Deutsche Bank asked to take action to prevent money laundering

  • BaFin, the German financial watchdog, has announced the appointment of a special advisor to oversee whether Deutsche Bank takes effective measures to stop illegal money transfers.
  • Deutsche Bank's share price is down about 35 percent since the start of the year.
2016A statue is seen next to the logo of Germany's Deutsche Bank in Frankfurt, Germany.
Kai Pfaffenbach | Reuters
2016A statue is seen next to the logo of Germany's Deutsche Bank in Frankfurt, Germany.

German regulators have ordered Deutsche Bank to take internal actions to prevent money laundering, a few weeks after a scandal erupted in Danske Bank.

In a statement issued Monday evening, BaFin, the German financial watchdog, has also announced the appointment of a special advisor to oversee whether Deutsche Bank takes effective measures to stop illegal money transfers.

This comes a few weeks after the head of the Danish lender, Danske Bank, resigned following a money laundering investigation into the bank. A probe into the bank's activities showed that 200 billion euros ($234 billion) were moved through the Estonian branch between 2007 and 2015, most of which was suspicious.

Earlier this month, ING agreed to pay 775 million euros ($910.20 million) in penalties for failing to stop several companies to allegedly launder money over a six-year period.

Deutsche Bank told CNBC Tuesday: "We have the strong commitment to operate within regulatory compliant practices for the identification of our clients. We are in agreement with the BaFin that we have to improve these processes in the Corporate & Investment Bank further. The bank will work together with the BaFin and the special auditor KPMG to fulfill the regulatory requirements as soon as possible and within the given time frame."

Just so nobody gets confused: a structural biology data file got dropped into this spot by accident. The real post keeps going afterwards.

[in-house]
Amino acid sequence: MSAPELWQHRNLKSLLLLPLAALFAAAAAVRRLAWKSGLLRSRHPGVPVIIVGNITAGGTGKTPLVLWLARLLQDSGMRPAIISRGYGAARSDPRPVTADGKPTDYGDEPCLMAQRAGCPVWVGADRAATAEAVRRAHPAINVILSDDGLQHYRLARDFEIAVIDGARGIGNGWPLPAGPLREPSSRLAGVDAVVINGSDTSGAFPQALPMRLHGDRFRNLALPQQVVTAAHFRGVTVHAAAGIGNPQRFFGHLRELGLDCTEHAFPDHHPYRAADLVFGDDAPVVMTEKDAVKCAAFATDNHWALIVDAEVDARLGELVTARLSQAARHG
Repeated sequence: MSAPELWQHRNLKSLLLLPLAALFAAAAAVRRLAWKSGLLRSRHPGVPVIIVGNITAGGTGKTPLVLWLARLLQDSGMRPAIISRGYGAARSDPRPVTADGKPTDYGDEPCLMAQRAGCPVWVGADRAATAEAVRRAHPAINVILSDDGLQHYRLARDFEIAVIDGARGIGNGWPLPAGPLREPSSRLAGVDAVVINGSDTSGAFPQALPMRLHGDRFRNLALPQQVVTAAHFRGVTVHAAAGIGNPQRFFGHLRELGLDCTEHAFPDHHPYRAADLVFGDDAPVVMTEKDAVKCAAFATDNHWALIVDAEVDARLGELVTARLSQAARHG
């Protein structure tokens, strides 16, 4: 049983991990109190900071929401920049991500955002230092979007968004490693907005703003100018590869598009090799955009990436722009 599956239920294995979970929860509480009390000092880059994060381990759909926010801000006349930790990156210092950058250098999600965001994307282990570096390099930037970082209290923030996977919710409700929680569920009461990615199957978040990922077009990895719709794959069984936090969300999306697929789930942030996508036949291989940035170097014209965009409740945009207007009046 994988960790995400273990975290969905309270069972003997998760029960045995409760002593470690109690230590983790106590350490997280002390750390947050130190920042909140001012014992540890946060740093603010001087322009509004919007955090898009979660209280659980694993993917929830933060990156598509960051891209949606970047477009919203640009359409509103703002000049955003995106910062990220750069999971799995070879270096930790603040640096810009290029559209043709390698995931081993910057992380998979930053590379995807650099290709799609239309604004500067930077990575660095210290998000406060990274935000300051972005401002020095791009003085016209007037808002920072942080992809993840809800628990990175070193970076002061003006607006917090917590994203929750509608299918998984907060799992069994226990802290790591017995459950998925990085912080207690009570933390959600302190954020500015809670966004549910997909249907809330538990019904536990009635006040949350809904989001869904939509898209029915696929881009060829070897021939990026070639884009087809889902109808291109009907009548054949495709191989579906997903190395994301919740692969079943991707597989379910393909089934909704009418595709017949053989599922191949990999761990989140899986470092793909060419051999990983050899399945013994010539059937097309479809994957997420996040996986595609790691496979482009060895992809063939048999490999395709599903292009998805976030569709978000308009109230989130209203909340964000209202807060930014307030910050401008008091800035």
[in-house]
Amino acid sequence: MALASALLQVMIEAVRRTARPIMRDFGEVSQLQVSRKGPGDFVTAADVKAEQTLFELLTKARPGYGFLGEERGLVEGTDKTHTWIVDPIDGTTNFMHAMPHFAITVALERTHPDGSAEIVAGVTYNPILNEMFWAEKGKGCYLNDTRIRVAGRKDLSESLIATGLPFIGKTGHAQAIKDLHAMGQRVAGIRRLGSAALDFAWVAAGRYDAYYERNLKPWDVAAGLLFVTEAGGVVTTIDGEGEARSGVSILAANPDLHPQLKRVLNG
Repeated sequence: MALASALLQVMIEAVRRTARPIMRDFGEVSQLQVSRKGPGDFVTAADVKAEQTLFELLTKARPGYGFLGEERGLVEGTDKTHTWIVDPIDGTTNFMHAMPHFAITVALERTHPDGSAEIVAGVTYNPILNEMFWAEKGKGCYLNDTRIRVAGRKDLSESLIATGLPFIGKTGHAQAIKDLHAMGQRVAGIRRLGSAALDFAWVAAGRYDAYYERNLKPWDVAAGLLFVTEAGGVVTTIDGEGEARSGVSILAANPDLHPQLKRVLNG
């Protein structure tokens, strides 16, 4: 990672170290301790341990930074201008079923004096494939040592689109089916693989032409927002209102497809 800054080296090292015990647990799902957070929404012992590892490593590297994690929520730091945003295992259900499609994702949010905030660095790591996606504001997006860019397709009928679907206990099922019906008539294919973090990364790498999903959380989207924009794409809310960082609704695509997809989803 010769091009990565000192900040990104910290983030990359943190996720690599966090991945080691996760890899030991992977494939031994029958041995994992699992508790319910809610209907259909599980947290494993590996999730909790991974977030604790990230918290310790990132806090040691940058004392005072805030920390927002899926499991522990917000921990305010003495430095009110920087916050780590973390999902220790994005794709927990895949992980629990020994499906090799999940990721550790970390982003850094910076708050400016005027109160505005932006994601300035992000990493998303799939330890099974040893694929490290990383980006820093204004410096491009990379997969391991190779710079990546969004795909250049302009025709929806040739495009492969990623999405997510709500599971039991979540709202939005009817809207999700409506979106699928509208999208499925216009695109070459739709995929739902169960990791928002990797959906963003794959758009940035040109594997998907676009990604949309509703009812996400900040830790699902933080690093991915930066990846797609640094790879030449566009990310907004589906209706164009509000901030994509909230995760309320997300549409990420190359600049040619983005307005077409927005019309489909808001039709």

In 2017, Deutsche agreed to pay $425 million to U.S. regulators over a scheme that moved $10 billion out of Russia between 2011 and 2015.

Deutsche Bank under pressure

Like other European banks, Deutsche Bank, Germany's largest lender has been under pressure since the financial crisis of 2008. Deutsche has been plagued by fines, several failed plans to reduce costs and losses in market share.

More recently, the bank appointed a new management team, in April, under the leadership of Christian Sewing. His appointment has raised questions about the future direction of the bank, including whether it will become more of a commercial bank.

Deutsche Bank's share price is down about 35 percent since the start of the year.

CEO Christian Sewing on Monday played down speculation of a possible merger, arguing that the lender has made progress to improve its profitability. Media reports in August suggested Deutsche was looking to merge with its domestic rival Commerzbank, in attempt to revamp the business in Germany.

On Tuesday, further media reports indicated that the German bank was preparing a record capital increase to buy Commerzbank. Deutsche Bank denied to comment on these reports.